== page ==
$2B Development Would Reshape Downtown Raleigh

Jun 25, 2019

Rendering of the proposed Downtown South development in south Raleigh.
Credit Downtown South / Gensler

Professional soccer club owner Steve Malik and Raleigh mega-developer John Kane publicly unveiled their plans for a nearly $2 billion project that would bring a 20,000-seat soccer stadium, 1.6 million square feet of office space, 750 residential apartments and 1,200 hotel rooms to a 55-acre plot in south Raleigh.

But while the unveiling ceremony – and a private event Monday night – brought fanfare, the project still needs to clear a big hurdle before shovels move dirt. The developers are asking for $13 million per year for 20 years from a fund that collects taxes on hotel stays and restaurants and bars, and on Tuesday, they weren't on that list.

During a question and answer period following the unveiling, Kane was blunt about the funds. When asked if the whole project would be killed without that funding, he responded quickly and without inflection, "Correct."

Malik owns North Carolina Courage of the National Women's Soccer League, and North Carolina FC of the United Soccer League. Joining him and Malik Tuesday was Billie Redmond of Trademark Properties, who is serving as the real estate broker.

Wake County established a tax in 1991 to fund projects that would drive tourism; in theory a fund that builds on itself. Funding recipients include PNC Arena and the Raleigh Convention Center, among others. It's called the Interlocal Fund, though is commonly referred to as the hotel and food and beverage tax. It generated $55 million last year and is projected to increase to $70 million by 2024 and $100 million by 2034. Funding does not come from any property taxes.

Rendering of the proposed Downtown South development in south Raleigh.
Credit Downtown South / Gensler

Malik argued that a project like this one, which developers are calling Downtown South or Downtown Raleigh Entertainment District Development, is the perfect fit for support from the tourism tax because it would drive additional tourism through soccer and other events at the stadium, as well as from the hotel rooms.

"We need Interlocal funding to create a stimulus for this area to justify the rest of this investment," Malik said. "What's the best fit for this is tourism taxes, no new taxes, ones that are specifically designed to put more heads in beds, and what we are offering here is not only that, but a leverage point to do something for economic equity for south Raleigh."

If approved, that would send at least $260 million from the hotel and food tax to the stadium project, but Malik argued that's just a small part of the $1.9 billion of private investment it would spur in an area of town that has historically been underserved.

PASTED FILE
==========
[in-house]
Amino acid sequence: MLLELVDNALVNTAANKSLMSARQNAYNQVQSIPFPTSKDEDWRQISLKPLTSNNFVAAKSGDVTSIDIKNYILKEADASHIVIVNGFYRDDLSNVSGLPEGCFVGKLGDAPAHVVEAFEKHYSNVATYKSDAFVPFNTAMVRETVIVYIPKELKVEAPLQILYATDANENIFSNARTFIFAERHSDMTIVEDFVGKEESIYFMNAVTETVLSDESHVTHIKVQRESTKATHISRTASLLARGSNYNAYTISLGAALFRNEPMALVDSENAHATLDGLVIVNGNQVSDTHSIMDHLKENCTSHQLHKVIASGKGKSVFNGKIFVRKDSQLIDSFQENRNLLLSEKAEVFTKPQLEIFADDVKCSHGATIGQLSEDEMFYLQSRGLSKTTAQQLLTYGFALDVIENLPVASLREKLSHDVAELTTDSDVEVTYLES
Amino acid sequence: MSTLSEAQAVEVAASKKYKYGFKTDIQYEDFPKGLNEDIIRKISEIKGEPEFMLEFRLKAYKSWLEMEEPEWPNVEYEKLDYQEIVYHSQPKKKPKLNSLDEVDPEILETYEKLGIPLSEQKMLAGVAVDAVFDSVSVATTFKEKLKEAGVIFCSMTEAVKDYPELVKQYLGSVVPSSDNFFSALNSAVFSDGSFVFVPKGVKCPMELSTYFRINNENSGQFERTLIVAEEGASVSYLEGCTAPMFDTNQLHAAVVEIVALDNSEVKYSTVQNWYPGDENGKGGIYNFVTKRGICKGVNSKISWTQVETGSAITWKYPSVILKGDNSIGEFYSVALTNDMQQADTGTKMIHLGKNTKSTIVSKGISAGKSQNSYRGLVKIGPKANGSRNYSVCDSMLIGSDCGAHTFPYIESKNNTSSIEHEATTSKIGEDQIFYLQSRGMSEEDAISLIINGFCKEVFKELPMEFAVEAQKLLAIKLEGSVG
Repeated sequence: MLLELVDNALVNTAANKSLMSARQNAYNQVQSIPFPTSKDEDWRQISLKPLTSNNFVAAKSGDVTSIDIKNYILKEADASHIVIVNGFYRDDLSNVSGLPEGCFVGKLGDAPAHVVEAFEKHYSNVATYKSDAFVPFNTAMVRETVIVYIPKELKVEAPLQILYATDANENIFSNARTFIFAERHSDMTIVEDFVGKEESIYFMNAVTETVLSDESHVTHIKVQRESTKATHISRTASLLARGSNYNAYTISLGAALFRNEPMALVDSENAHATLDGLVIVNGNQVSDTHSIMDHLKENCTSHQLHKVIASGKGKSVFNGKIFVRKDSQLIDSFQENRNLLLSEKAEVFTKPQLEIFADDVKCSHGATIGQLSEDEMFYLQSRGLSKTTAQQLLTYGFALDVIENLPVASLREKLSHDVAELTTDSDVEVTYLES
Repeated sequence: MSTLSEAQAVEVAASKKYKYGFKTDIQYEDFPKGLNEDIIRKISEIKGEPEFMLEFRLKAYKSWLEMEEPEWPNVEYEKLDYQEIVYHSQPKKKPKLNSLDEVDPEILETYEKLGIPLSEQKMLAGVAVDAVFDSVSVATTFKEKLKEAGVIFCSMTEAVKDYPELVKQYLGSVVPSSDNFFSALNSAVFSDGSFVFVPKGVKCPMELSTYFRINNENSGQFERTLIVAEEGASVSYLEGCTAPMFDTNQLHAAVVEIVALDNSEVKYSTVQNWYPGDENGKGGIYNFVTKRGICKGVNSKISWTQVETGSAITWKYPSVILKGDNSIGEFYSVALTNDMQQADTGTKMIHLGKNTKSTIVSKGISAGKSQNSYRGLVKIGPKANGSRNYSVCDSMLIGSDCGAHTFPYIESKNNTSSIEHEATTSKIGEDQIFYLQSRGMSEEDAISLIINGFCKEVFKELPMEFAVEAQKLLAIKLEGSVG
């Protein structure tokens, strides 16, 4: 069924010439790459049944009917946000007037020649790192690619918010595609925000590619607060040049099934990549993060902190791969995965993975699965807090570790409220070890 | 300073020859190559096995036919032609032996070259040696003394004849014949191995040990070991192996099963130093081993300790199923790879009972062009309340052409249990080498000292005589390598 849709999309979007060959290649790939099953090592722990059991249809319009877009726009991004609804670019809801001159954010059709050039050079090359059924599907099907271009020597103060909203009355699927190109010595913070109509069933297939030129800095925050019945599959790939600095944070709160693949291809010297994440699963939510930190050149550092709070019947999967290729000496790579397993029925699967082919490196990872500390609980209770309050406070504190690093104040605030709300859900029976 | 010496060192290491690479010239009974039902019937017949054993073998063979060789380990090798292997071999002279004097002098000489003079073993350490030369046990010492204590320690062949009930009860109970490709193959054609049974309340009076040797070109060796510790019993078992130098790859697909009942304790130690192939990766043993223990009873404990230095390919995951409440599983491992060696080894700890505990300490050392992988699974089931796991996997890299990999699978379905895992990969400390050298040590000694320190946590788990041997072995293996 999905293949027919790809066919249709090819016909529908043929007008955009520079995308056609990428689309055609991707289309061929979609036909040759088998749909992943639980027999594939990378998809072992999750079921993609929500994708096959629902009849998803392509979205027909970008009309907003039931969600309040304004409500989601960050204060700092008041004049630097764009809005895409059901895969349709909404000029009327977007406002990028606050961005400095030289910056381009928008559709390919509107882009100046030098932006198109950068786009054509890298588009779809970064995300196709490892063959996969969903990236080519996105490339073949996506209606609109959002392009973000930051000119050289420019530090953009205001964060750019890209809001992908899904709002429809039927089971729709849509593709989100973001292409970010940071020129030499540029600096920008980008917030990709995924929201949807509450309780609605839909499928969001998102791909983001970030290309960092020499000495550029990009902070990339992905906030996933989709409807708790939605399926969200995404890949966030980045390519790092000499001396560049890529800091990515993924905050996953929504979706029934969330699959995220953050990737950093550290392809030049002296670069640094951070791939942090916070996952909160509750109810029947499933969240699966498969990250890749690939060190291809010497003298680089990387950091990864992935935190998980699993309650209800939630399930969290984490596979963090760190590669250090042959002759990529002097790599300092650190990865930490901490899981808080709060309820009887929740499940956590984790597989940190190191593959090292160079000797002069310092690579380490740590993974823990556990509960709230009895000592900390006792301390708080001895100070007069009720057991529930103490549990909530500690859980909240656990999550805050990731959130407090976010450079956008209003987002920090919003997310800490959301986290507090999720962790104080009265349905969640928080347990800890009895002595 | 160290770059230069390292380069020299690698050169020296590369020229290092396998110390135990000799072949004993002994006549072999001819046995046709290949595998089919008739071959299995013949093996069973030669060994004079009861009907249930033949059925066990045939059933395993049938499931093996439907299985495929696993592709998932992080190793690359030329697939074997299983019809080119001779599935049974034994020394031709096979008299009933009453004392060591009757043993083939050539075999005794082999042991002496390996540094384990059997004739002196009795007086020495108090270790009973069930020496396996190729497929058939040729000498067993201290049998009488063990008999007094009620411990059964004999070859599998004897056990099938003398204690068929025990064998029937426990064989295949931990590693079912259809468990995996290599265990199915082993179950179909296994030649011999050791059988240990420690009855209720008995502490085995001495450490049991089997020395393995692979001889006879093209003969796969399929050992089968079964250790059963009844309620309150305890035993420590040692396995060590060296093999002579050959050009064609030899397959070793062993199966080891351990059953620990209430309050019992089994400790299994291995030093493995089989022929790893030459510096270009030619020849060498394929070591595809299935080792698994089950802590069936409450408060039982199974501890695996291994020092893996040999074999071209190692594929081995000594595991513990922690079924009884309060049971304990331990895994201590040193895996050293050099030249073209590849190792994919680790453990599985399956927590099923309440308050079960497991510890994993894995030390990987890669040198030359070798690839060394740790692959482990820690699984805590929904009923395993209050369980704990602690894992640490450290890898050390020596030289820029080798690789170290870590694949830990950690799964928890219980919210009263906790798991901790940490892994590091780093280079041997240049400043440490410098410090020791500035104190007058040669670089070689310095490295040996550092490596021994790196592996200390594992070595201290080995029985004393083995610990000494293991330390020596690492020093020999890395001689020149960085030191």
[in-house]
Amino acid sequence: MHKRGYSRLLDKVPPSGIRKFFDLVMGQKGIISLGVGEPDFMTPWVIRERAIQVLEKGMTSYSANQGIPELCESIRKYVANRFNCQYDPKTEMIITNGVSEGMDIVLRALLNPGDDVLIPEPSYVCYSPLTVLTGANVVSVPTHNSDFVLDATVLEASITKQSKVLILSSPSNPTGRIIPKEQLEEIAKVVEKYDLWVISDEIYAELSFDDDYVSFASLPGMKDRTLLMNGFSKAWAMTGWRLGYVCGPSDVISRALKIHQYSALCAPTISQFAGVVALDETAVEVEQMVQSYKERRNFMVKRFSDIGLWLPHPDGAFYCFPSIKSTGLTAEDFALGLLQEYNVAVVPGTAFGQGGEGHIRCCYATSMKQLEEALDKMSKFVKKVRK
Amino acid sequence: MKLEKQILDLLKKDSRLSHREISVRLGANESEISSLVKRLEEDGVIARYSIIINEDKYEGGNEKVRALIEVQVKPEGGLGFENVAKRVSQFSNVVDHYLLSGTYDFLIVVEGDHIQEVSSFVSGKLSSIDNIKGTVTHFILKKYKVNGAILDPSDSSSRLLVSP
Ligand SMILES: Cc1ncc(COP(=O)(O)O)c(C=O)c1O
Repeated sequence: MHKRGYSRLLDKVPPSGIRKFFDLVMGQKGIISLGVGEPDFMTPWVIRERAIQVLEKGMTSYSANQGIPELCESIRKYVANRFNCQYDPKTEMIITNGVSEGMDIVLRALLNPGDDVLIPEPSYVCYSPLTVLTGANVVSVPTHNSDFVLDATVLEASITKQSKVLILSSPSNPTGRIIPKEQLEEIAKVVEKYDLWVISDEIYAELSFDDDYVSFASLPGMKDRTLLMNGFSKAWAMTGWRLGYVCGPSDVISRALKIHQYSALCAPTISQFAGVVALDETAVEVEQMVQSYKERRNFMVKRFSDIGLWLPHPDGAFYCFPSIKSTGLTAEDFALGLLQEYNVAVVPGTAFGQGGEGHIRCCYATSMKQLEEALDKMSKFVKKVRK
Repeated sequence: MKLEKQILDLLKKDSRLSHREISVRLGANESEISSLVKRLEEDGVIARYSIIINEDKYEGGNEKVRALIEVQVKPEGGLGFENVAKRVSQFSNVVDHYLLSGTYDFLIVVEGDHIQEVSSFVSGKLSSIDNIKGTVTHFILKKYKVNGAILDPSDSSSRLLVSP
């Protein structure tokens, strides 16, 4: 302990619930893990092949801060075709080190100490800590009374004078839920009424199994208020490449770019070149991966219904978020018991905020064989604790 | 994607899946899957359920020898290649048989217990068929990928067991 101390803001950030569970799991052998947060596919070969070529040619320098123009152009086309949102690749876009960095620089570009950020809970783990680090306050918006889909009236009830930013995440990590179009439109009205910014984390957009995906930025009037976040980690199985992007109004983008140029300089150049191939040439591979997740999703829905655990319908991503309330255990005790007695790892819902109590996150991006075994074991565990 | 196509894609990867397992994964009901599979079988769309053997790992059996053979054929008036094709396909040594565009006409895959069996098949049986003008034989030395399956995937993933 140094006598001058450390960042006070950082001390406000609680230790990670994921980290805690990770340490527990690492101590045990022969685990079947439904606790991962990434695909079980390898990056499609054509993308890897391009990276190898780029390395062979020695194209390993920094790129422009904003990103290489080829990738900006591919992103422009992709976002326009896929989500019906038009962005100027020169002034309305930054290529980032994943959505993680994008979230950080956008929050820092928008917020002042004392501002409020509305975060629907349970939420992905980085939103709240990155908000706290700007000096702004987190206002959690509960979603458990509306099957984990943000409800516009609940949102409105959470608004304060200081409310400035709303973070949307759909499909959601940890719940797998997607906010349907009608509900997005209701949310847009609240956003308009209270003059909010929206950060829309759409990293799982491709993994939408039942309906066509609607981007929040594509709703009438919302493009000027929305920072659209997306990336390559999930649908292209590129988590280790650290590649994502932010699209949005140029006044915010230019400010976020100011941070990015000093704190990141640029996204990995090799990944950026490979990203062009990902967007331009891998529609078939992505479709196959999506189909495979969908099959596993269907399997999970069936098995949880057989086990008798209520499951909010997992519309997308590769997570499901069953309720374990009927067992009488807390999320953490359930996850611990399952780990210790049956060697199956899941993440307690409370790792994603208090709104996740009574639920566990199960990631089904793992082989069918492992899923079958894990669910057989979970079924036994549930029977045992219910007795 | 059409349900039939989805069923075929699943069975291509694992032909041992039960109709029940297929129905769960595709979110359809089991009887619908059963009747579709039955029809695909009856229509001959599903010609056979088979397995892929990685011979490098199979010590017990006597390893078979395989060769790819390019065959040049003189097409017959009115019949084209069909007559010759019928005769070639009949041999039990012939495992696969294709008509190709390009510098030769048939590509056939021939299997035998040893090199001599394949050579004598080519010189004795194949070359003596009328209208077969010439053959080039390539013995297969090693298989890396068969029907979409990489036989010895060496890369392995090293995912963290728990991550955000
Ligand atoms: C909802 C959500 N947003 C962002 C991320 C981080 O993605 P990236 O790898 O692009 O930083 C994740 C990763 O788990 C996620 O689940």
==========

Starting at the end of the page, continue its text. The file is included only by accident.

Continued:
"The rest of us have experienced here in Raleigh great benefits from the growth we see," said Malik. "But the southeast pert of town has not experienced some of those benefits."

What's more, developers argued the project would drive $3.7 million per year back to the Interlocal Fund, as well as $20 million per year into the general funds of Raleigh and Wake County.

Rendering of the proposed Downtown South development in south Raleigh.
Credit Downtown South / Gensler

Kane successfully redeveloped North Hills, but didn't get taxpayer support asked for at the time. He pressed ahead with development anyway, and has reaped the rewards. He said this proposal should get more attention from the city and county leaders because of its location in an underserved area.

"We're dealing with a demographic that is very different than the demographic in North Hills," Kane said. "This is a part of our city that we all need to support, and that's why I think the stimulus of the soccer stadium and event venue here will be the one thing that will actually be the catalyst to make this a reality."

Of course, when major development comes to underserved areas, it also raises concerns about gentrification and the accompanying increase in housing costs. Malik and Kane did not lay out specific plans for affordable housing, though said it has been discussed and that there could be a housing project in an adjacent lot to the stadium property that might be incorporated.

"We've made great efforts to have this project fit in the great work that many others have already done," said Malik. What people in that community want are jobs. ... We are also willing to commit to minimum minority subcontractors and contractors on the project. We want this to be a crown jewel for that area and we do intend to work with the city and the county on affordable housing. Some of that is having that additional land that gives us that option."

Now, Kane and Malik will need to make their case to local politicians, which could become a hard pitch. On June 19, the city and county managers met and publicly presented their funding recommendations. NCFC's stadium project was not one of the projects recommended for direct funding. The city council and board of commissioners have not given final approval, so there's still time for the stadium project, but it will require a change in direction, and mean that other projects bump off the list.